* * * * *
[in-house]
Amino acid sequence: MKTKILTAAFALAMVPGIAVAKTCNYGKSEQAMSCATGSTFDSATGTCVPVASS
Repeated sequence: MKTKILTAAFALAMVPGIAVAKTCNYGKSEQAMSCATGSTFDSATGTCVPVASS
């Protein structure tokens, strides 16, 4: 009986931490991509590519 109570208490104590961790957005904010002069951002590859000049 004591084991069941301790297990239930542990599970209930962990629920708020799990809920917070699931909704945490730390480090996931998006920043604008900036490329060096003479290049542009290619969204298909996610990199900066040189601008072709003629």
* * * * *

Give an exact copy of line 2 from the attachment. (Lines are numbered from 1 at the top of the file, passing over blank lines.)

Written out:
Amino acid sequence: MKTKILTAAFALAMVPGIAVAKTCNYGKSEQAMSCATGSTFDSATGTCVPVASS